Adult Barn Owls, Long-eared Owls or Short-eared Owls should consume approximately 2 chicks or 4 mice per 24 hours; a Tawny Owl should have 3 chicks or 6 mice; and a Little Owl 1-2 chicks or 2-3 mice. A wild owl is unlikely to recognise white mice or yellow chicks as food straight away and grey-brown food items may be eaten more readily. White or yellow-coloured food items should be cut up into 3-4 pieces and placed on a piece of wood or an upturned bowl in the box close to the owl, preferably with the innards of the food item facing up. Do not put the food in a dish otherwise a single dropping can easily contaminate all of it.
Force-feeding is carried out using the following procedure:
1. Prepare the food. If using lean chicken or beef to feed a Barn Owl more than 6 weeks old, the total amount you should prepare for 24 hours is around 70 grams (this is about enough to fill two small matchboxes) or use 4 average-sized mice. When first feeding a new casualty, you probably will not use more than a few morsels. Make sure the meat is fresh, at room temperature, and not dried. Cut up into pieces about the size of your thumbnail. If using day-old poultry chicks, discard the yolk sacs and the featherless part of the legs. Cut each chick into 6 pieces of roughly equal size. Holding the day-old chick above newspaper and using scissors is a practical method.
2. Position the owl. Either ask a helper to hold the owl in a vertical position or wrap the owl (as shown in the link >), then sit on a stool and place the wrapped owl vertically between your thighs, facing either to the left or right, depending on whether you are left or right handed.
3. To open the beak, calmly bring one hand from behind the owl, just over the head, and take hold of the upper mandible between your thumb and index finger. Open the beak with the thumbnail of your free hand (max 25 mm) and hold it open with the 2nd or 3rd finger of your beak-holding hand.
4. Feed one piece at a time. Now with your free hand take a piece of meat/mouse/or chick, briefly dip it in tepid fluid and then put it on the tongue and gently push it into the back of the open gape, so that it is in the throat just behind the windpipe opening (at the back of the tongue). Immediately release the beak and with any luck the owl will swallow within roughly a minute. If it does not, gently push the food a little further down the throat and release the beak again. Eventually it should swallow. Wait 30–60 seconds after the swallowing has stopped and then repeat the procedure. Even if the feeding is easy, always wait before giving the next morsel. This gives time for the previous one to move down the neck and reduces the chance of regurgitation.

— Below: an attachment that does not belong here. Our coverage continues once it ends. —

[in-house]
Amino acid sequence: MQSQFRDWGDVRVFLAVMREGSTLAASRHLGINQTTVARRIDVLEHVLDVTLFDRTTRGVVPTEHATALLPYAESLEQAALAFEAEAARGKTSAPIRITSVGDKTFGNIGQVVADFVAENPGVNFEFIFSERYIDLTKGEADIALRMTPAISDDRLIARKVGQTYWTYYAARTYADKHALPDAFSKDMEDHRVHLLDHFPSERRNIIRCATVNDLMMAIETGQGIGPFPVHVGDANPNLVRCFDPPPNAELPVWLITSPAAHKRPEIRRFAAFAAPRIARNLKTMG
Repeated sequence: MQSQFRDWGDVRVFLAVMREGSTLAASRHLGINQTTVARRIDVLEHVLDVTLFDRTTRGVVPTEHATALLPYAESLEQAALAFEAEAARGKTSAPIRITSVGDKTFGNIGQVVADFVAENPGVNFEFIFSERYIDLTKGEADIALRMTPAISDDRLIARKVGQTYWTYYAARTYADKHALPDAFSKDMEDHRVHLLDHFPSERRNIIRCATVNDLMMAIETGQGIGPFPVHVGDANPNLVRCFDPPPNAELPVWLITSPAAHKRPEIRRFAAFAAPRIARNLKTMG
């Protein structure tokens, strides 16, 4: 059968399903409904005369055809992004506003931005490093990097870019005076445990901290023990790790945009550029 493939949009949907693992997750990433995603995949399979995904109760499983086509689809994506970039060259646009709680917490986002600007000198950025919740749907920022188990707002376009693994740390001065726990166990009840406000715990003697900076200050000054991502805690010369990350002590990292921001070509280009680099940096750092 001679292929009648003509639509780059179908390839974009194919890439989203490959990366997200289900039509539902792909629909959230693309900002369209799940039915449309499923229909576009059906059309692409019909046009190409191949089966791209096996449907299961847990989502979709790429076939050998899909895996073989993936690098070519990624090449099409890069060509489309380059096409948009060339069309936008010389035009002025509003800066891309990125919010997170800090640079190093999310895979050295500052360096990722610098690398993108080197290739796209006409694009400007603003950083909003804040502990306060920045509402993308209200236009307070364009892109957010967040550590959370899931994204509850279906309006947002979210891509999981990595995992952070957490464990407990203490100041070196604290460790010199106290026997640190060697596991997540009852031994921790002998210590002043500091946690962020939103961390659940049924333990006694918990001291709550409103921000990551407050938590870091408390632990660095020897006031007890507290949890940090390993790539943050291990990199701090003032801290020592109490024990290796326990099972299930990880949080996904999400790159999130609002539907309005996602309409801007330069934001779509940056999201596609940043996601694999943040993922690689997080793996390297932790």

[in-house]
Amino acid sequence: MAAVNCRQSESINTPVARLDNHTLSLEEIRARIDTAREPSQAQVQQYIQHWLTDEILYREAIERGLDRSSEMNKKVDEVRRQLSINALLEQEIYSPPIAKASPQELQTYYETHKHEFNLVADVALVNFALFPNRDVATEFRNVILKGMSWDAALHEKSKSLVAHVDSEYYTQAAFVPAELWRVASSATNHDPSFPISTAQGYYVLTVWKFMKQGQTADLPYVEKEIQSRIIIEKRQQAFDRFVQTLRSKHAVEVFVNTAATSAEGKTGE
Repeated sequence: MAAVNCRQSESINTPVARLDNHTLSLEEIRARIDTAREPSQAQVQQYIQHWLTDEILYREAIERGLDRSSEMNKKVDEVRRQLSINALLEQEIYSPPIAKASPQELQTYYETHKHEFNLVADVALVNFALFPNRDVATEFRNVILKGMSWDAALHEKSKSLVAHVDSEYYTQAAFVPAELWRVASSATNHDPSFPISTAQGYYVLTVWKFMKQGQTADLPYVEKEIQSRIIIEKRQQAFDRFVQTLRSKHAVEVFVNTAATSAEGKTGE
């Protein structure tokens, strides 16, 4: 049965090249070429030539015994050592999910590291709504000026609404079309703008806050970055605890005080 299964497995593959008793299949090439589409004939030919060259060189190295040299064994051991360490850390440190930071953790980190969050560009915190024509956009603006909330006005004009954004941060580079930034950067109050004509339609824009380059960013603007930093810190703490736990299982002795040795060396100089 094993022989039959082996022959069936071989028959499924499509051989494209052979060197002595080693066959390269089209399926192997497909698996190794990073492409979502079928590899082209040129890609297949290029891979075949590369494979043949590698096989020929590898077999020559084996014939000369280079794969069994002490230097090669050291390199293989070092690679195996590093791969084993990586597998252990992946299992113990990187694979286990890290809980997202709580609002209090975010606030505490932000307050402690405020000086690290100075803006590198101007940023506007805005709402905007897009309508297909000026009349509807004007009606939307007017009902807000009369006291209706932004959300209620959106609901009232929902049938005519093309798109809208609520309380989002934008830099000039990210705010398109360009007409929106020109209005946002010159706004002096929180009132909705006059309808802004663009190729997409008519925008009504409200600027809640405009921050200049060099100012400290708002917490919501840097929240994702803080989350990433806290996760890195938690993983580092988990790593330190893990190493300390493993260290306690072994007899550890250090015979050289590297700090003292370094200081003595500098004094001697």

5. Watch the owl’s response. Always be sensitive to the bird’s response. If it has swallowed several morsels quite easily and then becomes reluctant, leave it for about 10 minutes and try again. If it is still reluctant, leave it for 8 hours. Also take account of the bird’s condition; if it is in the process of drying out or warming up and starts to shiver, stop the feeding and return it to a warm position. If it is very thin, remember that for the first 24 hours, fluid is a higher priority than food.
Suitable containers for owls in short-term care
Solid-sided plastic pet carrier boxes are good, but can be hard to clean out unless they come apart easily. If you are only keeping the owl for a short time and have an ample supply of cardboard boxes, there is no reason why you should not keep the bird in a cardboard box and simply replace the box every day, recycling the old one in your kerbside collection. Alternatively, use an open-topped plastic storage box with a fridge shelf or a piece of weld mesh weighted down on top. Whatever container you use, it only needs to be slightly taller than the owl, at least the same width as the height, and twice as long. The best thing to place in the bottom of the box is a thick towel wrapped around a newspaper folded to size. This aids checking for any change in the colouration of droppings and makes it easy to spot uneaten food items and pellets. Once the owl is eating well, the box lining is usually changed to a thick layer of heavily compressed shredded paper (c. 200 mm of shredded office waste trampled down to 30 mm). The use of straw, hay, woodflakes, sawdust, sand or gravel is not recommended.
There is more on this topic in the Barn Owl Conservation Handbook